Google Chrome useful command line arguments

The Google Chrome browser is one of those programs that, as it seems, cannot have anything to do with the Windows command line. But this is not the case, Chrome supports many command line arguments that can be used to launch a browser with a specific set of functions.

It is not necessary to use the command line directly for this, it is much more convenient to launch the browser from the Run window or using a modified shortcut.

You should use the following syntax to run Chrome with command line arguments.

chrome.exe --option

If it is more convenient for you to use a shortcut, you need to open its properties. Right-click the Chrome shortcut on the Desktop, select Properties, and modify the text box that contains the path to the browser executable file. In the “Object” field, add the desired argument with two hyphens separated by a space.

Here are some of the options you may find useful.

If the “Object” field includes the path to the chrome executable file in quotes, you should place the arguments  after them.

Google Chrome command line arguments

Here are the examples of the most commonly used command line arguments for the Google Chrome browser.

–disable-extensions

This argument is used to launch a browser with disabled third-party extensions. The --disable-plugins switch serves similar tasks, only it disables not extensions, but plugins, if any. The terms “plugin” and “extension” are used interchangeably today, but they are not the same. In general, plugins are software modules represented by binaries that extend the functionality of a browser, like video codecs, while extensions often just a set of scripts that modify the target web page.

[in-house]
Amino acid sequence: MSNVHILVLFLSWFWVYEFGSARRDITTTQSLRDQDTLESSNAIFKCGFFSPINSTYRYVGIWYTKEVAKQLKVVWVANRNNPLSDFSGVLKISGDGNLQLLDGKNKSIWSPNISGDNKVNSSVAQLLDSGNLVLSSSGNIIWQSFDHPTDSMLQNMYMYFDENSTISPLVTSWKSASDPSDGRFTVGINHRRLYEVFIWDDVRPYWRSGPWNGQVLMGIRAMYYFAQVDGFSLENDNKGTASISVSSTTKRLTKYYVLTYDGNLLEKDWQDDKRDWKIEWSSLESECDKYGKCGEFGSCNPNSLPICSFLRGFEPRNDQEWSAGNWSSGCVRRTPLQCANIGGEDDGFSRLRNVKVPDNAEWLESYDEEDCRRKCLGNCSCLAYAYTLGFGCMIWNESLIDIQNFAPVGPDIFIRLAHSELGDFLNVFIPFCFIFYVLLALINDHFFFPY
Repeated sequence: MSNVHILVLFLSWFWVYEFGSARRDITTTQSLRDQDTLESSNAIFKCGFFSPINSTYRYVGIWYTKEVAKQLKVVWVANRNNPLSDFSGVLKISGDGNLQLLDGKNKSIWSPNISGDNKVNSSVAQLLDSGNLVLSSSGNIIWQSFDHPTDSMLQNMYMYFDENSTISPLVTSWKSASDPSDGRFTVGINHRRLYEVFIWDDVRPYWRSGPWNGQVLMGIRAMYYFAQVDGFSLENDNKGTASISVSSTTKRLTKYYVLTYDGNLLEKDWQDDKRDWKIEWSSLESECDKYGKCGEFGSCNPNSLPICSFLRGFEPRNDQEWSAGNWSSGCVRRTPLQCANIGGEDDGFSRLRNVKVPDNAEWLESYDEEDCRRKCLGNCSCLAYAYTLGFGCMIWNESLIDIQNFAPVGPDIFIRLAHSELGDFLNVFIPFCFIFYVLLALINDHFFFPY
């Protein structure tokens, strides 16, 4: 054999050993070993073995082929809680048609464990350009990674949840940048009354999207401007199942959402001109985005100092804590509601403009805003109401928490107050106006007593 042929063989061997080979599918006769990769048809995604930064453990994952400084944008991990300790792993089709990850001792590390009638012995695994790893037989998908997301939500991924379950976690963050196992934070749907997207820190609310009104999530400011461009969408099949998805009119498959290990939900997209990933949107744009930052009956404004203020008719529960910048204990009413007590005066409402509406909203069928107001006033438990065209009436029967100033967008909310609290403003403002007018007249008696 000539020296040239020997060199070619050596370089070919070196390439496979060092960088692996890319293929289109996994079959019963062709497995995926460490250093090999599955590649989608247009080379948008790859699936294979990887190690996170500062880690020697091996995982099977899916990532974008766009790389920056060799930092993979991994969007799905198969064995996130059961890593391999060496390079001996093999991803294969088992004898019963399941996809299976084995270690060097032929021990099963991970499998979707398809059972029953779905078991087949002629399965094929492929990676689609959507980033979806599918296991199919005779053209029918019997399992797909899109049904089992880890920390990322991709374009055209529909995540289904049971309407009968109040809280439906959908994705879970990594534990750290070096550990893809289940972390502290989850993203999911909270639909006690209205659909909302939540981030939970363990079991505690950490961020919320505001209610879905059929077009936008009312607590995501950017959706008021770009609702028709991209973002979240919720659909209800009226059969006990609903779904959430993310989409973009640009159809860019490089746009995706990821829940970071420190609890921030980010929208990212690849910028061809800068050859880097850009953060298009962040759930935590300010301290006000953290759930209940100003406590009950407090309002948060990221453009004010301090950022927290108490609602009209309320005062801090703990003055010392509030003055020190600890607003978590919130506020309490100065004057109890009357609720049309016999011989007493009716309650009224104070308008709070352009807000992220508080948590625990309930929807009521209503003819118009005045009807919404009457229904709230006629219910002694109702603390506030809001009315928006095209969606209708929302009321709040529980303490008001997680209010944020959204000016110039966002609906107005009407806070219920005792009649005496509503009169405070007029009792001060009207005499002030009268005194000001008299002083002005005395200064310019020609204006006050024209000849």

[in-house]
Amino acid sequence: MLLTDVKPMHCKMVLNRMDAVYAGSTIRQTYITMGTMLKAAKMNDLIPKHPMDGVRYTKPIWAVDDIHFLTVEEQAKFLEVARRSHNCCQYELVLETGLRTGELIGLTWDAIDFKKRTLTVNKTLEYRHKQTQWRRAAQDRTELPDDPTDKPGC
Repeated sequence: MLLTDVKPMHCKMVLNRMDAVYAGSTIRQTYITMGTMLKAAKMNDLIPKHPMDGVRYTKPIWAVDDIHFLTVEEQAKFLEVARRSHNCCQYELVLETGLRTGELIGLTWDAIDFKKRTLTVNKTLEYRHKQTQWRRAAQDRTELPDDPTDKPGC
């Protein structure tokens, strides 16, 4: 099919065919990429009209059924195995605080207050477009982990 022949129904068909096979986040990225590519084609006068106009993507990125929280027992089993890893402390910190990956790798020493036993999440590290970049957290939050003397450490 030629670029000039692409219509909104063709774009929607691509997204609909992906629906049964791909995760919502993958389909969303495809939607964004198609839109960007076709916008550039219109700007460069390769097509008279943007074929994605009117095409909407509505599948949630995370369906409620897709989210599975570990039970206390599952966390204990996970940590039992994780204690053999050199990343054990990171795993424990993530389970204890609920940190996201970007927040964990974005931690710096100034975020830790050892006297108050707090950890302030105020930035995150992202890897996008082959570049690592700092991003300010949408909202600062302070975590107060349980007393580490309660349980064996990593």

–make-chrome-default

An argument to set Chrome as the default browser. The --make-default-browser switch serves similar purposes.

–headless –screenshot

Allows you to take screenshots of a specific page of a website without opening the page itself, used by web devs in scripts to monitor the interface of sites. The command requires additional arguments – the path to the saved screenshot and the address of the web page, for example, chrome.exe --headless --screenshot = "D:\capture.jpg" "https://www.msftnext.com".

By default, the generated screenshot has dimensions of 800×600 px. To set a different dimension, add the option --window-size = 1000,1200 after a space to the end of the path. 1000 in this case is the horizontal size, and one 1200 is the vertical size.

–disable-sync

Launches a browser with Google Account sync disabled, even if sync is enabled.

–incognito

Opens a browser instance in Incognito mode.

–disable-gpu

If from time to time you need to start the browser with hardware acceleration disabled, create a separate shortcut with the –disable-gpu parameter.

–mute-audio

If you start Chrome with this switch, it will disable audio and sound effects on all pages.

–app

The command line parameter to turn sites into web apps. It takes the URL of the site as an argument, like this: --app = "https://www.msftnext.com". In this mode, the browser window is hide all controls, menus and tools.  Only hotkeys and a context menu will remain available.

–no-experiments

An option to disable all active experimental settings on the chrome://flags page. It will come in handy if, after enabling any of the flags, the browser isn’t able to start normally.

And this is just a small part of the options that Google Chrome supports.

For a complete list of switches, see peter.sh/experiments/chromium-command-line-switches. Most of them will be useful only for developers and system administrators, but regular users can also find a lot of interesting things in this huge list.

Author: The MFTNEXT Team

The MSFTNEXT project is a small team of authors who love to engage with the latest technology and gadgets. Being passionate Windows bloggers, we are happy to help others fix their system issues.

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